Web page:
Suggested Books

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May 8, 2013

Last updated: 30/05/2018, 5 min read

Suggested Books


A week ago a blog reader (Hakim) asked my opinion about various books regarding Excel and VBA. After suggesting him some books, I decided to write this post so as to gather all the books that I would like to recommend to anyone who is interested in. So, this list could be considered as “my favorite books’ list”.

In general, books are a great source of information and, personally speaking, I really enjoy reading and learning new stuff. So, the list that you will find below contains some of the books that I have read in the past and I consider remarkable. Check them out and you might find a new book to read! The books are organized into four broad categories:

  1. Engineering
  2. Office, AutoCAD & VBA
  3. Other programming languages
  4. Literature


Handbooks for various engineering topics

First of all, as a reference for many engineering subjects, I use ASHRAE’s handbooks. They cover in detail many theoretical topics and they also contain practical information. If you are a mechanical engineer these books are an excellent addition to your library:
The cross-flow heat exchanger calculation workbook, for example, was based on the heat transfer chapter of ASHRAE’s Fundamentals.

Fuel cells

My diploma thesis was entitled: “Simulation of a hybrid Solid Oxide Fuel Cell/micro Gas Turbine power generation system”. During the calculation of the fuel cell performance the books below helped me a lot:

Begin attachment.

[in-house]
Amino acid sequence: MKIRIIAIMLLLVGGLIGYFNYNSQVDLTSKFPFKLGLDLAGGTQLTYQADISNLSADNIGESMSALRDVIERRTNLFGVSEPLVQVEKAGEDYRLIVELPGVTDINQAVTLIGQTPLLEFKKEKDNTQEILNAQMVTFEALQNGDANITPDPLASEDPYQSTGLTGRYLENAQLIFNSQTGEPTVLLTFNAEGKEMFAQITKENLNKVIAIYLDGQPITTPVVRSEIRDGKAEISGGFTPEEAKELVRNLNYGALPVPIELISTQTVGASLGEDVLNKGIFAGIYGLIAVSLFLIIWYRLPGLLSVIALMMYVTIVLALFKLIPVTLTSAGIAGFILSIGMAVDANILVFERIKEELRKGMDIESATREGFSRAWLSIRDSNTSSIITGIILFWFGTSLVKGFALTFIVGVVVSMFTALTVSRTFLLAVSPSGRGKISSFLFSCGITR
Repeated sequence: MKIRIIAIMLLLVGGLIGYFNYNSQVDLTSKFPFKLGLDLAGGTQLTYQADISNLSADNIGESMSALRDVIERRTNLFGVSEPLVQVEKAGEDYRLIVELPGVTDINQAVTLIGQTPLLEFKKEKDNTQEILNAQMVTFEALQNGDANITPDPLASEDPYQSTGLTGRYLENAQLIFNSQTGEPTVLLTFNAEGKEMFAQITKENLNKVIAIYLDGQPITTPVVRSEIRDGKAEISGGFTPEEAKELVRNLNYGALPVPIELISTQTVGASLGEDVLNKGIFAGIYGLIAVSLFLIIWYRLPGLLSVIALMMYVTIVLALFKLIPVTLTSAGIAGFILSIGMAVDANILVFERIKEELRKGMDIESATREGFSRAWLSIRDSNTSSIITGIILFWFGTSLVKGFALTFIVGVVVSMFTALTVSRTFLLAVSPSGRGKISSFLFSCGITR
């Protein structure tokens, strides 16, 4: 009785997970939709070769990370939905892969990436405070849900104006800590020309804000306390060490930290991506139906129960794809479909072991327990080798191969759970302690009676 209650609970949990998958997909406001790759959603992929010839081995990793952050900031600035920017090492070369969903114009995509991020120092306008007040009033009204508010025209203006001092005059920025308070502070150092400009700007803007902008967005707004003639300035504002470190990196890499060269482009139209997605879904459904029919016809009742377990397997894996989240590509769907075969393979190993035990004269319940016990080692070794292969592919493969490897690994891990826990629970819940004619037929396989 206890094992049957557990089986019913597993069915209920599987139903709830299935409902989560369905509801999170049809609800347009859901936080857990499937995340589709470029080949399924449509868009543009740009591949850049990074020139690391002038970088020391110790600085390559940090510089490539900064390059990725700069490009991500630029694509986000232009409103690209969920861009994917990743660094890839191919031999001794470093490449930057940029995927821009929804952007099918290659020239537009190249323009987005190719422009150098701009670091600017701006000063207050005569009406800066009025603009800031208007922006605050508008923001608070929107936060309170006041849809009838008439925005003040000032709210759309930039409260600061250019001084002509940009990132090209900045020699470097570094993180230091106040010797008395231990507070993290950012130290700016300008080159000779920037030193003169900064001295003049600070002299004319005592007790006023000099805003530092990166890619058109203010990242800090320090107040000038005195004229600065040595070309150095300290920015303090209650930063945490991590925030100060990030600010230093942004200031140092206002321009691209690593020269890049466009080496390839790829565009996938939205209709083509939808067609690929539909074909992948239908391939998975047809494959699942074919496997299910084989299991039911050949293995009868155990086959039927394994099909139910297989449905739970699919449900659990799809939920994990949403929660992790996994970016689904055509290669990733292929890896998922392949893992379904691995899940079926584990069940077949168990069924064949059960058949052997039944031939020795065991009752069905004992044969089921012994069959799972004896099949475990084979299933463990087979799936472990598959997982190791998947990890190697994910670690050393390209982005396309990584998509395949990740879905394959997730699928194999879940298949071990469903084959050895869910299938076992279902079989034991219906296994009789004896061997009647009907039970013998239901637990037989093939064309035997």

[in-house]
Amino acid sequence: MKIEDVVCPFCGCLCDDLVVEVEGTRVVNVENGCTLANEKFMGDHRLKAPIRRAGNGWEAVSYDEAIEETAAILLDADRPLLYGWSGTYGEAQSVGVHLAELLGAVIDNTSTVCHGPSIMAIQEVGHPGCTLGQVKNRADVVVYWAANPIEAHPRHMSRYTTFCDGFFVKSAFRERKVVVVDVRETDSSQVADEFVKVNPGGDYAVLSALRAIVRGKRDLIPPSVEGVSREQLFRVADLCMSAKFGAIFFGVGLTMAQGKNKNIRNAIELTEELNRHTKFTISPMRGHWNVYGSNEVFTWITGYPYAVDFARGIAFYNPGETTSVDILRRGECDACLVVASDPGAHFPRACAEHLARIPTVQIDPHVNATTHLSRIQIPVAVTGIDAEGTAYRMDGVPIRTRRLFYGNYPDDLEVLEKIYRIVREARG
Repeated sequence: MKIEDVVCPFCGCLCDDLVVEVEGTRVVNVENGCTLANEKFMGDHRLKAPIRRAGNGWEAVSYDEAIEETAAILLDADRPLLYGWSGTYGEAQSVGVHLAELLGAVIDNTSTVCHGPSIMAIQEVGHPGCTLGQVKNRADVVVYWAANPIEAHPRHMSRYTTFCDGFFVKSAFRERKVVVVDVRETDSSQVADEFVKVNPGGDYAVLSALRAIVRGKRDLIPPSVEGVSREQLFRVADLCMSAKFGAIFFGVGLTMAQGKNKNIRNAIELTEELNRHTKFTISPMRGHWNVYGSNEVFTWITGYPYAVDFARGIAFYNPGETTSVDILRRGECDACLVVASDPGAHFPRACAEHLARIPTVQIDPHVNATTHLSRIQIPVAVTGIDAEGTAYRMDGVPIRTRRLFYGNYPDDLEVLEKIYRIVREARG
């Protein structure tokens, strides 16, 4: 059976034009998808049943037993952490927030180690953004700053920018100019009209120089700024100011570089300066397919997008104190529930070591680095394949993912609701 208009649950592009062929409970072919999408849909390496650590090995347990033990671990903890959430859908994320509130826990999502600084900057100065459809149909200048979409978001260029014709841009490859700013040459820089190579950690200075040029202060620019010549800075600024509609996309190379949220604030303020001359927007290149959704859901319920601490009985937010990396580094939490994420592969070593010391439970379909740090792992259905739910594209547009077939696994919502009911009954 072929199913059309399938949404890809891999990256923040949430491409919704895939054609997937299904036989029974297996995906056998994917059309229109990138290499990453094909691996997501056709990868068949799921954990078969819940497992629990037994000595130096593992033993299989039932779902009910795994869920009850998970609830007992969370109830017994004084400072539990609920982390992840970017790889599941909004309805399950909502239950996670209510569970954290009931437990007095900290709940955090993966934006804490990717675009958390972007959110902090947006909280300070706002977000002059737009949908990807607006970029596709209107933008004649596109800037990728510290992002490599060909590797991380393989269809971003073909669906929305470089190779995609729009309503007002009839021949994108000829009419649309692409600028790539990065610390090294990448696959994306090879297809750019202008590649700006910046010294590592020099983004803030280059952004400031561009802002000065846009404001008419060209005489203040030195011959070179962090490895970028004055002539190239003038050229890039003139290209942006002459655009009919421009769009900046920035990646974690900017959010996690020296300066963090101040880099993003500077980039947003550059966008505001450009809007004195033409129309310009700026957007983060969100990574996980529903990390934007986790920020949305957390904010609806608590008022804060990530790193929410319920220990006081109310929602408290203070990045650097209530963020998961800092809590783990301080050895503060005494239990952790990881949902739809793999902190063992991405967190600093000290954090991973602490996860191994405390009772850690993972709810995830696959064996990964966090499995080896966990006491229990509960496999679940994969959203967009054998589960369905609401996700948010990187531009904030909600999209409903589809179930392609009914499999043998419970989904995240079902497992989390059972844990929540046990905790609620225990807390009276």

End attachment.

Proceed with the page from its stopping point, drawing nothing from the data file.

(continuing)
Gas turbines

When I was at Cranfield (for my M.Sc. studies), the following book was something like my “holy grail”. So, if you like to learn about gas turbines this book should be a good starting point:
However, when I was writing my M.Sc. thesis the following books have also helped me a lot:
At 2009, during a short course at Cranfield (“Gas turbine design and performance”) I had the pleasure to meet and discuss with professor Saravanamuttoo. He is an expert in his field and a really nice person.
Heat transfer & heat exchangers

For heat transfer, as well as heat exchangers the following book is definitely a must have:


As a freelancer, I worked on the designing of several hydraulic projects (hydropower plants, open channels, pump stations etc.). The books that follow helped me solve various designing problems:

Internal combustion engines

Whenever I have a theoretical question about internal combustion engines this book has usually the answer:
Piping, welding & pressure vessels

When I was working on a refinery project (as a quality manager) I had to learn a lot of things about piping, welding, as well as pressure vessels. As it turned out, the books below were a good choice:
Renewable energy

The topic of renewable energy is enormous. As a freelancer, I have elaborated a few studies about biomass and photovoltaic projects. The books below were a valuable source of information:

Office, AutoCAD & VBA


If you want to learn basic and more advanced Excel topics, then John Walkenbach is your guy. I have learned a lot of things from his books.